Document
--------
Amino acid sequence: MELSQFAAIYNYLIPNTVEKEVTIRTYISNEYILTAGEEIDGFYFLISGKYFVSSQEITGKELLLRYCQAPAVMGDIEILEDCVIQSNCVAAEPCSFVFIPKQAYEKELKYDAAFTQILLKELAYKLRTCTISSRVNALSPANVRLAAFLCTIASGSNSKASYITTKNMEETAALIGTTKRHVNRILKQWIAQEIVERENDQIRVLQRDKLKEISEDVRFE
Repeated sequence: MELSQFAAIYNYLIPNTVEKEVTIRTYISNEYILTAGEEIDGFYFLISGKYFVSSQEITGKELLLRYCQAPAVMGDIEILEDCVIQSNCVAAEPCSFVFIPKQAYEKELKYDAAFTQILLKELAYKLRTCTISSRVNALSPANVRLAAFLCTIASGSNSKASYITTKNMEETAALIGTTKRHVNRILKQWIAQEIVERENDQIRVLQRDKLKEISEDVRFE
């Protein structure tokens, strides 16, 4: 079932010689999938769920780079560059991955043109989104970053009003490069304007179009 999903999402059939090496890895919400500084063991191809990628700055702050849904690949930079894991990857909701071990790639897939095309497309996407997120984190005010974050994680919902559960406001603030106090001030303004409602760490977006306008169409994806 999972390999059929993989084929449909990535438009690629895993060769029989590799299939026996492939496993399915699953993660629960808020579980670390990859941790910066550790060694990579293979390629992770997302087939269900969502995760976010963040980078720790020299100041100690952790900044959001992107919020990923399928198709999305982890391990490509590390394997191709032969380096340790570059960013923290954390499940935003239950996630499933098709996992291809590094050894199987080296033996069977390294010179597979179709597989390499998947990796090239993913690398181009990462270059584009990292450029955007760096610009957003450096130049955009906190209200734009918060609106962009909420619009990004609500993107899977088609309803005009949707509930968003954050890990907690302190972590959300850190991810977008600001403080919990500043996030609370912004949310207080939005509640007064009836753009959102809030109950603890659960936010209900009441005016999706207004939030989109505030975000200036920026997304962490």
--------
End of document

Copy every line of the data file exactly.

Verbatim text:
Amino acid sequence: MELSQFAAIYNYLIPNTVEKEVTIRTYISNEYILTAGEEIDGFYFLISGKYFVSSQEITGKELLLRYCQAPAVMGDIEILEDCVIQSNCVAAEPCSFVFIPKQAYEKELKYDAAFTQILLKELAYKLRTCTISSRVNALSPANVRLAAFLCTIASGSNSKASYITTKNMEETAALIGTTKRHVNRILKQWIAQEIVERENDQIRVLQRDKLKEISEDVRFE
Repeated sequence: MELSQFAAIYNYLIPNTVEKEVTIRTYISNEYILTAGEEIDGFYFLISGKYFVSSQEITGKELLLRYCQAPAVMGDIEILEDCVIQSNCVAAEPCSFVFIPKQAYEKELKYDAAFTQILLKELAYKLRTCTISSRVNALSPANVRLAAFLCTIASGSNSKASYITTKNMEETAALIGTTKRHVNRILKQWIAQEIVERENDQIRVLQRDKLKEISEDVRFE
């Protein structure tokens, strides 16, 4: 079932010689999938769920780079560059991955043109989104970053009003490069304007179009 999903999402059939090496890895919400500084063991191809990628700055702050849904690949930079894991990857909701071990790639897939095309497309996407997120984190005010974050994680919902559960406001603030106090001030303004409602760490977006306008169409994806 999972390999059929993989084929449909990535438009690629895993060769029989590799299939026996492939496993399915699953993660629960808020579980670390990859941790910066550790060694990579293979390629992770997302087939269900969502995760976010963040980078720790020299100041100690952790900044959001992107919020990923399928198709999305982890391990490509590390394997191709032969380096340790570059960013923290954390499940935003239950996630499933098709996992291809590094050894199987080296033996069977390294010179597979179709597989390499998947990796090239993913690398181009990462270059584009990292450029955007760096610009957003450096130049955009906190209200734009918060609106962009909420619009990004609500993107899977088609309803005009949707509930968003954050890990907690302190972590959300850190991810977008600001403080919990500043996030609370912004949310207080939005509640007064009836753009959102809030109950603890659960936010209900009441005016999706207004939030989109505030975000200036920026997304962490």